If you have followed History By Zim long enough you know that I love a good random bit of history. Today’s post seems to epitomize the word “random.”
Just saying the word “Disney” often times evokes childhood memories of watching favorite Disney characters on a unending loop. Disney has enthralled generations of youth with its music, “Happily Ever Afters” and victorious heroes. These fanciful stories were not the only films they produced.
In 1946, the Walt Disney Studios thought they could help explain a delicate issue to young girls. So they created the following short Sex Ed film about menstruation.
The film was sponsored by the Kimberly-Clark Corporation (advertising the Kotex brand) and was one of the first corporately sponsored films distributed to high schools. In these cases, the companies often sent along free promotional materials and supplements. Kimberly-Clark was no different. Along with the teaching material, the young girls received the booklet Very Personally Yours that encouraged girls to use Kotex and not tampons (a market dominated by rivals Procter & Gamble’s Tampax brand).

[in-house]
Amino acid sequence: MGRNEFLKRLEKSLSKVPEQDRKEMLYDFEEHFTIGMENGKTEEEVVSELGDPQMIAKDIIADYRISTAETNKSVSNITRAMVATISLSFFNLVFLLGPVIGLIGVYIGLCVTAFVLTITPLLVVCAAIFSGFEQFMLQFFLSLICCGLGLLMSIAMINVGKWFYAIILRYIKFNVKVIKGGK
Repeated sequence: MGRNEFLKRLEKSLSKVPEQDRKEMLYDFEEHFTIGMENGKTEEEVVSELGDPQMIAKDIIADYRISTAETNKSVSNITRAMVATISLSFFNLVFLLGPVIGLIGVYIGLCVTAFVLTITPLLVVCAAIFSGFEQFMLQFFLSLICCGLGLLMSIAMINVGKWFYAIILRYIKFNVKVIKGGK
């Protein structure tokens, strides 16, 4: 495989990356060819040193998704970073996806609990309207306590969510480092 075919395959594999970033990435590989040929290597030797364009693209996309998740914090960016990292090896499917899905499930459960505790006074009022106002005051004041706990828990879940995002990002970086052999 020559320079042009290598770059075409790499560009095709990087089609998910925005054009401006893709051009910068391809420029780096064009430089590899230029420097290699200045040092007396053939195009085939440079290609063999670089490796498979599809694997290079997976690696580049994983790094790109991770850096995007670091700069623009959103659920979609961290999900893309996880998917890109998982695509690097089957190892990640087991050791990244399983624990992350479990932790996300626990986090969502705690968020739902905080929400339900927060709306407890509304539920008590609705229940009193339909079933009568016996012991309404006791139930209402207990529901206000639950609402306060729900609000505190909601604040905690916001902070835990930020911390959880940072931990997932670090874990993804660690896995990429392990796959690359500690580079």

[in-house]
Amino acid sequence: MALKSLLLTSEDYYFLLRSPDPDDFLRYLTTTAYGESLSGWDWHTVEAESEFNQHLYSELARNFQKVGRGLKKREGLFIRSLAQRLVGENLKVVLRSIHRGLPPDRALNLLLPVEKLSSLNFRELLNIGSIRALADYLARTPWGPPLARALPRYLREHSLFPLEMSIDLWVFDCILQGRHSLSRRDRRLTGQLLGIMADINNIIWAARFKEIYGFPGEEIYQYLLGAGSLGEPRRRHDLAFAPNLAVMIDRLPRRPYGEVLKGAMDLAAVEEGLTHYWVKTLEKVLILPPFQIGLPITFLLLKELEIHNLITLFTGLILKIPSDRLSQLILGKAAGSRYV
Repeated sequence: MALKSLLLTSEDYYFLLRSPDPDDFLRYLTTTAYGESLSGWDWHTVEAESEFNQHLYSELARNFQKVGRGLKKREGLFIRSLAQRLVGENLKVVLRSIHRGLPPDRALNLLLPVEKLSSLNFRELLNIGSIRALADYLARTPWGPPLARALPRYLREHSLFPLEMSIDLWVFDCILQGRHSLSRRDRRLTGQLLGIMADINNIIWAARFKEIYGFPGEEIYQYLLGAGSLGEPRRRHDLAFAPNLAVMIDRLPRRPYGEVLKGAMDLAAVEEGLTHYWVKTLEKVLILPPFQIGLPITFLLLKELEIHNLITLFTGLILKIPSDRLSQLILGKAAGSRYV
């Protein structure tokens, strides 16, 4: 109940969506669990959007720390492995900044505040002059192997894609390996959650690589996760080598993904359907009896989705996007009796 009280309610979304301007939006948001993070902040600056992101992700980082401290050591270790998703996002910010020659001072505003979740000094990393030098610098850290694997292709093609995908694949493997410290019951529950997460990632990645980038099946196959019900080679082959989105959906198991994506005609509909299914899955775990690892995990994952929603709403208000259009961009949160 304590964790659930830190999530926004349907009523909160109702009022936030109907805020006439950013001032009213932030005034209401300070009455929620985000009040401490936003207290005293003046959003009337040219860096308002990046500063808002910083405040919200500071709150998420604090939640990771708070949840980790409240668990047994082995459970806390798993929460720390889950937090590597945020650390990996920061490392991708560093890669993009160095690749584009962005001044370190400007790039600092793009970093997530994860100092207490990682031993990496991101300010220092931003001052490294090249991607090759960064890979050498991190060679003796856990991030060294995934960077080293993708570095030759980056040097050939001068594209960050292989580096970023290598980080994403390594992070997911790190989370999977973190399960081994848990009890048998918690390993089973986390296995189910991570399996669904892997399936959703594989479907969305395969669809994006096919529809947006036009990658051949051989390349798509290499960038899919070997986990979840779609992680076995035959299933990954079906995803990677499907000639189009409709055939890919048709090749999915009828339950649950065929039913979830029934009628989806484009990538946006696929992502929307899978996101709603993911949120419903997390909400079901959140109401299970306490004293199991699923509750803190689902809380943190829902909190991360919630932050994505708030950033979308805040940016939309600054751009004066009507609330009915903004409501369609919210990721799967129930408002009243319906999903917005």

With The Story of Menstruation, Girls around the country were told that “once you stop feeling sorry for yourself and accept menstruation as routine, you’ll find it easier to keep smiling and even-tempered.” It is no surprise that some took issue with the film. In 1950, historian Joan Jacobs Brumberg wrote:
In the Disney world, the menstrual flow is not blood red but snow white. The vaginal drawings look more like a cross section of a kitchen sink than the outside and inside of a woman’s body. There are no hymen, no clitoris, no labia; all focus is on the little nest and its potentially lush lining, Although Disney and Kimberly-Clark advise exercise during the period, the exercising cartoon girls (who look like Disney’s Cinderella) are drawn without feet; bicycles magically propel themselves down the street without any muscular or mental direction from the cyclist. The film ends happily ever after, with a shot of a lipsticked bride followed immediately by a shot of a lipsticked mother and baby.
The Story of Menstruation, was used for over 35 years and seen by more than 100 million high school students. It was shown in schools, Parent Teacher Associations, YWCAs and nurses’ hospitals. Good Housekeeping even gave it their famous seal of approval. Because of the success, Disney continued to produce these educational films aimed at schools through the early 1950s.
Sean Griffin, Tinker Belles and Evil Queens: The Walt Disney Company from the Inside Out,” New York: NYU Press, 2000.
Thomas Heinrich and Bob Batchelor, Kotex, Kleenex, Huggies: Kimberly-Clark and the Consumer Revolution in American Business, Ohio: Ohio State University Press, 2004.